55<age<=65
8.0%
92.0%
100.0%
Total
5.8%
94.2%
100.0%
Age Composition of Health Insurance Markets
age_cat
Exchange Plan
Not Exchange Plan
Both Markets
<=21
19.6%
29.1%
28.5%
21<age<=26
6.8%
8.1%
8.0%
26<age<=35
15.1%
14.1%
14.1%
35<age<=45
16.3%
15.9%
15.9%
45<age<=55
20.5%
17.4%
17.5%
55<age<=65
21.7%
15.5%
15.8%
Total
100.0%
100.0%
100.0%


Below I present data on age of insured for people over age 26.   I look separately at the over age 26 crowd because people in the 26 and under plan are often on their parent's plan and do not actively choose their own insurance.


Age Distribution of Insurance Plans by Venue
for People Over 26
Exchange Plans
Non-Exchange Plans (Primarily ESI)
27 to 35
20.3%
18.7%
36 to 45
21.9%
21.2%
46 to 55
27.5%
23.1%
56 to 65
30.3%
37.0%
100.0%
100.0%



Observations:

Observation One: The estimates reveal that a little over 10.2 million people get private health insurance from state exchanges compared to 165.7 million from other sources.   This is a 16.2 to 1 ratio.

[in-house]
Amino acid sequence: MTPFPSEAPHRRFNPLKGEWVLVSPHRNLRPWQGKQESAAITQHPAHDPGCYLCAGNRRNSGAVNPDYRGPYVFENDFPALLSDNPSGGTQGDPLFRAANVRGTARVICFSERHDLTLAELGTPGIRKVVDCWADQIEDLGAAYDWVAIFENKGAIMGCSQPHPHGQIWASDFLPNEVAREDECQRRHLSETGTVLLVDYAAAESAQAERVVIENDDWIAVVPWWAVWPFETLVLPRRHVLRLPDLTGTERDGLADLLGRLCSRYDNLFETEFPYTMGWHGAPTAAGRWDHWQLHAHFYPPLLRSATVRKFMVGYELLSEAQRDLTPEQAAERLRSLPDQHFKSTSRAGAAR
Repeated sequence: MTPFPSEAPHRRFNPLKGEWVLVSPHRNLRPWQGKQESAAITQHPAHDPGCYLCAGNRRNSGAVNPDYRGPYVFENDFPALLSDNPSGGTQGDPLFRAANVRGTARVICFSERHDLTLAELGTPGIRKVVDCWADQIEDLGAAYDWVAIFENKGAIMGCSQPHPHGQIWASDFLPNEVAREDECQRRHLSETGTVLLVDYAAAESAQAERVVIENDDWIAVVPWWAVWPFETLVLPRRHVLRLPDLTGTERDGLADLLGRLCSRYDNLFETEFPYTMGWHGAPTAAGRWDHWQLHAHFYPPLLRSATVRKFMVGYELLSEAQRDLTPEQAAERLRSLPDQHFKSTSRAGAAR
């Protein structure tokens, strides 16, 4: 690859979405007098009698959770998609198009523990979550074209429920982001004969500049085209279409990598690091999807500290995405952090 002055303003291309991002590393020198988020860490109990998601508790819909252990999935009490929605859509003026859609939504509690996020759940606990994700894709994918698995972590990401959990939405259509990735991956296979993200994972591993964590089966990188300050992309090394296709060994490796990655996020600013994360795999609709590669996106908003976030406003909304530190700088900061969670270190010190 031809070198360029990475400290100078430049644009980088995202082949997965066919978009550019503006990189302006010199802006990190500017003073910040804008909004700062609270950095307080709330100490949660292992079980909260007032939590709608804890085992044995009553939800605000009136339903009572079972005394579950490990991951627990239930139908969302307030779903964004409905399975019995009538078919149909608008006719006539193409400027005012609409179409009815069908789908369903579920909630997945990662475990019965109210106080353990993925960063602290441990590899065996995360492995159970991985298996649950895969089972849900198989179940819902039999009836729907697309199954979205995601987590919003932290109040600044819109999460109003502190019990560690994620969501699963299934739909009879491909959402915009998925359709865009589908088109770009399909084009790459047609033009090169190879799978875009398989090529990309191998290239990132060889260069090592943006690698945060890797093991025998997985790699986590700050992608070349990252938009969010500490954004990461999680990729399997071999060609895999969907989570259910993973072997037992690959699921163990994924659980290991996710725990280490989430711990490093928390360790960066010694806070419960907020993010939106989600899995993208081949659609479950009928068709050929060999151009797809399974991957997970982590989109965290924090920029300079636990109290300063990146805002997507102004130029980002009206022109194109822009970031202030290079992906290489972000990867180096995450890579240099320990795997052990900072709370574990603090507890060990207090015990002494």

Comment on Observation:  In many states, the state exchange share of private policies sold is even smaller than indicated by the national average.   In these states most major insurance firms are exiting the state exchange markets.

Observation Two: The share of state exchange market less than or equal to 21 years old is 19.6% much less than the 29.1% share for insured that are not sold on state exchanges.  The share of state exchange participants who are young adults (age 21 to 26) is 6.8%.   By contrast, this share is 8.1% for people who get their private insurance through their employer.

 Comment on observation:  The higher proportion of younger people (minors and young adults) covered through employment-based insurance is not a consequence of choice by the covered person because most of these young people get their coverage based on their parent’s plan.    One of the reasons that there are so many young adults in the employment-based market is that the ACA allows young adults to stay on their parent’s plan until age 26..  This provision has helped sharply reduce the uninsured rate among young adults but it has had the side effect of increasing the age composition and the risk of the state-exchange market.